To mark the Immersive Experiences (XR) FOCUS organised by the Institut français, we meet the director of the Grand Palais Immersif, Roei Amit
Roei Amit is in charge of the Grand Palais Immersif, a subsidiary of the Réunion des musées nationaux - Grand Palais specialising in immersive exhibitions. He talks to us about his ambitions for the Grand Palais Immersif, the exhibition Mona Lisa: an immersive exhibition co-produced with the Musée du Louvre and the launch of a new immersive venue at the Opéra Bastille, a preview of which will be shown to foreign professionals invited by the Institut français as part of the Immersive Experiences FOCUS (7-12 June).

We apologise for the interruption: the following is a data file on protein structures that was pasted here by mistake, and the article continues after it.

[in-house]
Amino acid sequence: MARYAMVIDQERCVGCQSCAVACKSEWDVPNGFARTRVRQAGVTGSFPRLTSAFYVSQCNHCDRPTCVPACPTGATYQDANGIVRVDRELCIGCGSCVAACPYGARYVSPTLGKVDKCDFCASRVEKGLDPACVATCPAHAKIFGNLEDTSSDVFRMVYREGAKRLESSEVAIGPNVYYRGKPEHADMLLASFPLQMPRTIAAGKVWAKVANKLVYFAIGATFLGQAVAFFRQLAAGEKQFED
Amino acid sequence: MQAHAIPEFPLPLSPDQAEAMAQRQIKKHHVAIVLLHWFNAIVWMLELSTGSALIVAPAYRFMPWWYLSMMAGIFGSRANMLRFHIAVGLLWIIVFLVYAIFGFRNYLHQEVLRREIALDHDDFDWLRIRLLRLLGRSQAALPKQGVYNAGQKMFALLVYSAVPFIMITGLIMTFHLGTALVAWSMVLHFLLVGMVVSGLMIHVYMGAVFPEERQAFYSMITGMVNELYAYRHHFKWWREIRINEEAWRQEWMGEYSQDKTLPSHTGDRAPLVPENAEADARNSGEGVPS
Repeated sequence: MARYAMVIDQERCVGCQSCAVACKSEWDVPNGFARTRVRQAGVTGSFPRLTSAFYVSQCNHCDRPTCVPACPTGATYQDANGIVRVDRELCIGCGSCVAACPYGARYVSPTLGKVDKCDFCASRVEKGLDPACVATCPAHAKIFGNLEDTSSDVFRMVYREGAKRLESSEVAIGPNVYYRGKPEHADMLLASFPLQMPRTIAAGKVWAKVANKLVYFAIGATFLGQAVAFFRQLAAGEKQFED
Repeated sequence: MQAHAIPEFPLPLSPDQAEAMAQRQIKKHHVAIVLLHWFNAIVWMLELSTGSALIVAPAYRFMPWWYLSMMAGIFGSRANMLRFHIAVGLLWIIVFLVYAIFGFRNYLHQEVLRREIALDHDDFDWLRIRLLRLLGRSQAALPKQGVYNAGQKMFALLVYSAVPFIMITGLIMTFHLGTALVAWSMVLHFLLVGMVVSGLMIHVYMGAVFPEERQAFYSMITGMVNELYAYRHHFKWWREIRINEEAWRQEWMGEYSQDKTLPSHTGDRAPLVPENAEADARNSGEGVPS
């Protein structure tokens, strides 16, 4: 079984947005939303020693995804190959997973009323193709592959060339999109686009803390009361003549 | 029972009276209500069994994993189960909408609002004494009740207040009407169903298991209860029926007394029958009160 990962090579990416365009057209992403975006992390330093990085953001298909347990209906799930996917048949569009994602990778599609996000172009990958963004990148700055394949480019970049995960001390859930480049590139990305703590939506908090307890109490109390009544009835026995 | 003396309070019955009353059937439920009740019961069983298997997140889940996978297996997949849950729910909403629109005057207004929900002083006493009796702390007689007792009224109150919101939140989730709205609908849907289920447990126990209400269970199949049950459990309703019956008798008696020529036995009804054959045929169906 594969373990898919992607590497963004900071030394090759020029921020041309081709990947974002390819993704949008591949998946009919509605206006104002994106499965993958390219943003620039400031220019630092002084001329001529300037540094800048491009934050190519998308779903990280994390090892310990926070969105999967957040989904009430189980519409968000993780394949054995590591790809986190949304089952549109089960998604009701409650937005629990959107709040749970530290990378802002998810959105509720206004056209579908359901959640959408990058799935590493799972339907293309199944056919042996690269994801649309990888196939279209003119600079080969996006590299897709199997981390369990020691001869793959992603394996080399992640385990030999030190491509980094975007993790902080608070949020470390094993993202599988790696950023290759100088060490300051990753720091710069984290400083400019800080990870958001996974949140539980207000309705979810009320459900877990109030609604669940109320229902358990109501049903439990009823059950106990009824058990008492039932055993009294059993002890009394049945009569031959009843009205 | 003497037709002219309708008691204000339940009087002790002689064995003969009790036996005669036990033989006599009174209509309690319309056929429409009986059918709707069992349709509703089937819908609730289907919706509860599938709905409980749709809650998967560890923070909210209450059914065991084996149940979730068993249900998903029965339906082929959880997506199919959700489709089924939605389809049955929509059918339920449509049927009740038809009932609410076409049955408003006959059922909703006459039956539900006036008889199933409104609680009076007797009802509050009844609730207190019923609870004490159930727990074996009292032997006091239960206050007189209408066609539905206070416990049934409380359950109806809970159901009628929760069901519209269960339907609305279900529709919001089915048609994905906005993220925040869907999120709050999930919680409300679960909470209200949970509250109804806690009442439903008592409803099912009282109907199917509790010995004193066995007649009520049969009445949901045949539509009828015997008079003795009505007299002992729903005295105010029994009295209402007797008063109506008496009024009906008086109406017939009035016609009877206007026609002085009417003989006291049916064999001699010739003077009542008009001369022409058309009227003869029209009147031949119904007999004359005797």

Updated on 07/06/2022
You have been working in the culture sector for over twenty years, with a particular interest in the digital realm. Can you tell us briefly about your career?
After university, where I studied philosophy, I soon began working in the fields of creation and innovation. I started at UNESCO, then MK2, INA and finally the Réunion des musées nationaux - Grand Palais. At the time, cultural innovation and digital subjects were already closely linked. That said, I am not technically a geek; rather, I look at the digital realm from the perspective of its effects on society.
You are now chairman of the Grand Palais Immersif, a subsidiary of the Réunion des musées nationaux - Grand Palais. What is the Grand Palais Immersif and what are its main aims?